Martingale System

The Martingale System is a staking plan and probably one of the most famous – although infamous is probably a more apt description – betting systems in the world. Believed to have been formulated in the 18th (or possibly 19th) century in France, the Martingale is, in theory, the holy grail of gambling systems: a way to beat the house and deliver a guaranteed profit.

Here we take a closer look at the Martingale System, covering how it works, or doesn’t as the case may be, as well as looking at the reasons it is so popular, what games it is used for and, ultimately, why it is almost certainly best left well alone.

History of the Martingale System

The simplicity of the Martingale System means that it is still being “discovered” today by casino and sports betting fans who think they have hit upon a fool proof system. However, as we have said, it has actually been around for at least 170 years and quite probably well over 200.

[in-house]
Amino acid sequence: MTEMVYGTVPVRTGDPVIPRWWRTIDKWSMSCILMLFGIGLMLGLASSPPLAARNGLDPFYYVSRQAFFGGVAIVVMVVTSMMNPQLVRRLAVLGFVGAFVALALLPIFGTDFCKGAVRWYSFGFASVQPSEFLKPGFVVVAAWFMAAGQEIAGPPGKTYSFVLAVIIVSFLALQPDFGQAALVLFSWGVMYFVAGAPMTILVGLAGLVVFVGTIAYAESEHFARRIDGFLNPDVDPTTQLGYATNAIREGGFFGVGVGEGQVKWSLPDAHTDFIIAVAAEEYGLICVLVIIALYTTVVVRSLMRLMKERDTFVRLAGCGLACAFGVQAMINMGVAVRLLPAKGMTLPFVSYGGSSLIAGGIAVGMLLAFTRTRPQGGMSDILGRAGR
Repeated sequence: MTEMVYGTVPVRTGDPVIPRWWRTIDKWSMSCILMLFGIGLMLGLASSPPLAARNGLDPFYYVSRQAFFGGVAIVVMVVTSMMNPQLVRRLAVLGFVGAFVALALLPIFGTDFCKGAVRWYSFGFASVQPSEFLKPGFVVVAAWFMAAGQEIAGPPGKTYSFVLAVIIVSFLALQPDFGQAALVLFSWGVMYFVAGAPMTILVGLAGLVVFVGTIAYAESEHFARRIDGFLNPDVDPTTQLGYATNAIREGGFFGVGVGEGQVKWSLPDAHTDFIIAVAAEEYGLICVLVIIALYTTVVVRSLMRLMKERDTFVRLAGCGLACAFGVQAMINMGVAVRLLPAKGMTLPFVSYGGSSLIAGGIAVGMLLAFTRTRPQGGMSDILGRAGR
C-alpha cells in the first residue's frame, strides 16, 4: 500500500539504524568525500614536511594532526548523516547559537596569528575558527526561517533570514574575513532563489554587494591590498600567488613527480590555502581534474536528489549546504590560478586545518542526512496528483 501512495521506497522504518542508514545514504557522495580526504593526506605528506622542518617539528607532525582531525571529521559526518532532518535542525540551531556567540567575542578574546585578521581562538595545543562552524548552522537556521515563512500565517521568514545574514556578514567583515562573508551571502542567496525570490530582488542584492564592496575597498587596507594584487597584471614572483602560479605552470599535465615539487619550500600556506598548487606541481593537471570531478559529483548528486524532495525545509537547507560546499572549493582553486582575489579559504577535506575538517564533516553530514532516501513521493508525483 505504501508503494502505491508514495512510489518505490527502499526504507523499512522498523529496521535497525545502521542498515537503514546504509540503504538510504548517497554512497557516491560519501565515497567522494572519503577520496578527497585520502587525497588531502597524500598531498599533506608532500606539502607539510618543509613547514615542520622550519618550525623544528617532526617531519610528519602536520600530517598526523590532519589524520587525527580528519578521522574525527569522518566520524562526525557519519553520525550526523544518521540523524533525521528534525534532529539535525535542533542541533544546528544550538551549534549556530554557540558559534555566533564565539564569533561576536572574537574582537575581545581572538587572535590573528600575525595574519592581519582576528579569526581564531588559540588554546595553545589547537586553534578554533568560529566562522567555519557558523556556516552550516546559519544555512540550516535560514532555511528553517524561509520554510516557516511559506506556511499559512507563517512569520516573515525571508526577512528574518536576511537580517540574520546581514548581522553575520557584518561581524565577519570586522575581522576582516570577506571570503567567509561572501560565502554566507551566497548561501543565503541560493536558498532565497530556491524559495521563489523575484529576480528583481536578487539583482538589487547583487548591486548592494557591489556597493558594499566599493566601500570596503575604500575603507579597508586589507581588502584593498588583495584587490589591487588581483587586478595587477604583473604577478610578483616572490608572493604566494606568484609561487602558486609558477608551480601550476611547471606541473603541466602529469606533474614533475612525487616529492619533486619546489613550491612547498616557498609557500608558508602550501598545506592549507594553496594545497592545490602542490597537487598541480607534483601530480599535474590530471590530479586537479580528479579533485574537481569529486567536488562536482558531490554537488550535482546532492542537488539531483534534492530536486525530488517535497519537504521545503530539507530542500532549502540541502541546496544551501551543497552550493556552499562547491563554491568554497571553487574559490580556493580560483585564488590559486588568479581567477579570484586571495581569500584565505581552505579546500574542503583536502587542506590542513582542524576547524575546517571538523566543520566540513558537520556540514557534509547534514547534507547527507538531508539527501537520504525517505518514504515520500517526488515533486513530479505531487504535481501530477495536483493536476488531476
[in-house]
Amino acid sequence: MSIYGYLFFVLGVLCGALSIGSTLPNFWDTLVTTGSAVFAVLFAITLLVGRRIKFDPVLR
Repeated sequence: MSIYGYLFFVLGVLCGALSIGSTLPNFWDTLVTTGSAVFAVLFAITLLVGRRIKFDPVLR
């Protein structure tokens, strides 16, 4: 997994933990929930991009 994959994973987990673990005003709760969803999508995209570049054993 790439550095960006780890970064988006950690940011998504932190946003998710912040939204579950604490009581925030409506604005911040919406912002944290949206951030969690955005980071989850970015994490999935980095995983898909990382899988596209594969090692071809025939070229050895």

We cannot know exactly when it was first formulated but as there are literary references to roulette from as early as 1758 and more definitely and definitively 1801 (but set in 1796), it is safe to say that roulette as we now know it has been played since at least the late 18th century. Given how simple and in a sense obvious the Martingale System is, it seems reasonable to believe it would have followed soon after.

That said, Martingale was not actually devised with roulette in mind so there is a strong probability that it may predate that. Initially it was intended as a staking and betting system to be used on a game that was as simple as the system itself, the toss of a coin. Martingale dictates that after any winning toss the player maintains their initial base stake, for example £1, whilst after any losing toss they double their stake for the following toss.

The system was quickly picked up on and became very popular in roulette circles in the casinos of Paris at the turn of the 19th century. Roulette and the Martingale System have changed little in the intervening years and despite its many obvious flaws, the system has continued to attract attention. Some players genuinely believe it can work whilst some disingenuous “experts” will even try and cash in on the system via books and websites offering to reveal “the secret the casinos don’t want you to know” or some other such nonsense.